Reviews// Kirby's Epic Yarn

Posted 23 Feb 2011 11:50 by
Kirby is, if nothing else, a charming little bastard. I mean, he is if you like sugar and spice and all things nice (and in this incarnation, wool). If you're the sort of person who squeals with excitement at things. If you put bows in your hair and shop (*shudder*) in Cath Kidston.

If you don't mind your teeth falling out of your mouth because a videogame has somehow managed to stuff every empty cavity of your body with sugar and it's diffusing into your bloodstream. Maybe if you're seven years old. And if you combine all of the aforementioned groups, you actually do get a reasonably-sized cross section of society. So, statistically, Kirby's a charming little bastard.

In Kirby's Epic Yarn, you see, the already cute little fella has dialled the cute factor up to 10 (and a big bit). The fact that he was little, round and pink wasn't enough. Now he's made of (clue's in the title) yarn.

This comes after he ate what looked like a harmless tomato but turned out to actually be the Metamato, favourite magic salad fruit of the evil wizard Yin-Yarn. The magician got a bit peeved and sent Kirby down a magic sock and ultimately to Patchland. Patchland is in trouble because the wizard has taken the magic thread holding it together and Kirby, along with his new mate Prince Fluff, sets out to set things right.

Nintendo has certainly done things to move the Kirby franchise forward, even if it hasn't exactly gone all-out. While Epic Yarn diverges from some of the mechanics of previous games, it's still a cutesy sidescroller and, rather than going to town with the Wii's motion control functionality, it uses the Wii Remote held side-on.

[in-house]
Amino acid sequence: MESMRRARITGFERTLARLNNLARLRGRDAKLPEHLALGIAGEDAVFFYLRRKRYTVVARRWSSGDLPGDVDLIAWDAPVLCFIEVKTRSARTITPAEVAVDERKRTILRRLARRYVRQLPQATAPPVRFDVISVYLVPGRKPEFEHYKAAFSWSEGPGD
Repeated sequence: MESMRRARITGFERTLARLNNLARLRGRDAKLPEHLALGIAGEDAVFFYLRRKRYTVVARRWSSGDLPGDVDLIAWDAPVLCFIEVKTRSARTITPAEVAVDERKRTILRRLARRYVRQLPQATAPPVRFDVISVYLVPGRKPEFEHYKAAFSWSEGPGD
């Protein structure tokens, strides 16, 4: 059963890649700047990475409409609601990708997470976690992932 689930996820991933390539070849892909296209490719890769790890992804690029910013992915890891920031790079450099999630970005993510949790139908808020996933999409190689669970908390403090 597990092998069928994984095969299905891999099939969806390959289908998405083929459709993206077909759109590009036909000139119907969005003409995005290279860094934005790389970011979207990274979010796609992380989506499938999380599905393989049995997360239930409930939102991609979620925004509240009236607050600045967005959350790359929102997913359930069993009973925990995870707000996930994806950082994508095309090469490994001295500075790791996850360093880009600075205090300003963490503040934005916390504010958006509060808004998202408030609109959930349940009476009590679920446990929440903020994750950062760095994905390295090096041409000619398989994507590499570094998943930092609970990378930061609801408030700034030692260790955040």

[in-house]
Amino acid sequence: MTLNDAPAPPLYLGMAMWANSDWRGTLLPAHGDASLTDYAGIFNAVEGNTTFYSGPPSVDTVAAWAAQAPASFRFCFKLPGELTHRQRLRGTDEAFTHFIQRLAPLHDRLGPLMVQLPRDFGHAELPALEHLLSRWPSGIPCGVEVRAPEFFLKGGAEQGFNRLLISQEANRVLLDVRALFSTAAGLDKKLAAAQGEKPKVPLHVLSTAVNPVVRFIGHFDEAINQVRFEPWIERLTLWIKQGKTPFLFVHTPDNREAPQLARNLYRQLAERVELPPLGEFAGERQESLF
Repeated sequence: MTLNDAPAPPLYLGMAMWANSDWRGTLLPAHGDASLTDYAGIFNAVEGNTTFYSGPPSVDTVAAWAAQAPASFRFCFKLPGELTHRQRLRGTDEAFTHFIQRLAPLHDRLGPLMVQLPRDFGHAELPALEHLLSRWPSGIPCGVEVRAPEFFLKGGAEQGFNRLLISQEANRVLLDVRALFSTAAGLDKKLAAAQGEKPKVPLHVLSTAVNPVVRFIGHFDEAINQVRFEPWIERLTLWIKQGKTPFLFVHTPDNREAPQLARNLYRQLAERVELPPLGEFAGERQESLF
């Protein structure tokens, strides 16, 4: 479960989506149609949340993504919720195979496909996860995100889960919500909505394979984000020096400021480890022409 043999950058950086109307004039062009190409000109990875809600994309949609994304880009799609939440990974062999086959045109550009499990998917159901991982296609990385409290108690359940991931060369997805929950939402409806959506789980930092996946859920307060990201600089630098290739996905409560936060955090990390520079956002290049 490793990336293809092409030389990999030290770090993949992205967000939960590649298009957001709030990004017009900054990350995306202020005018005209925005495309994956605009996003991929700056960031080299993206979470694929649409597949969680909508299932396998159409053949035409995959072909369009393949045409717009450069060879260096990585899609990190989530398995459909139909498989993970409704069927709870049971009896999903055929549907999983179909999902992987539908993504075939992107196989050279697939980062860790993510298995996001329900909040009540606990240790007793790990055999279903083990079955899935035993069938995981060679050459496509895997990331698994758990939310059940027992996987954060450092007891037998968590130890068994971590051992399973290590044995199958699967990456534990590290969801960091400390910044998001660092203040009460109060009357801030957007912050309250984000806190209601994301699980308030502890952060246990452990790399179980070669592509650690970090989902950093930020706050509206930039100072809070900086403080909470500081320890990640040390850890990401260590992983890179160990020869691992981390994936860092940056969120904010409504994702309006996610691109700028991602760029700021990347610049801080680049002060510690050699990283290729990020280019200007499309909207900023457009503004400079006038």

But lets get to the shiny (fluffy) new stuff first. For one, Kirby's signature move inhaling enemies with his mighty lungs is gone. He doesn't have much of a body now and enemies just blow straight through him. Instead, however, he can use his whip-type-thingie to unravel enemies, either making them fall apart entirely or rolling them into a ball which he can then throw.

Kirby's ability to float wherever he pleases has also been replaced. Now, he swings off buttons to gain altitude and transforms into a parachute or a weight to make his way to the ground. At various points in the game Kirby is also transformed into various not-Kirby-shaped things such as UFOs, rockets and dune buggies.

So, not totally-traditional Kirby, you see? At the same time, it's hardly a giant leap forward, either. It's not that anyone really wants the wheel reinventing when it comes to Kirby, there's just something a bit deflating (I'm not sorry for the pun) about playing a AAA game that sticks to a format designed for games machines built 20-odd years ago.

It's certainly a well-designed package, though. The cutesy aesthetic will either appeal to you or it won't. You can figure that out with three seconds and a screenshot and nothing I can say here will swing you one way or the other. It's difficult not to be impressed by the care that's gone into the look and feel of the game whatever your personal take on its style, though. Although someone at developer Good-Feel clearly played and enjoyed LittleBigPlanet at some point, the similarity is fairly shallow and the game's look really does set it apart from its peers. In short, it's very pretty.
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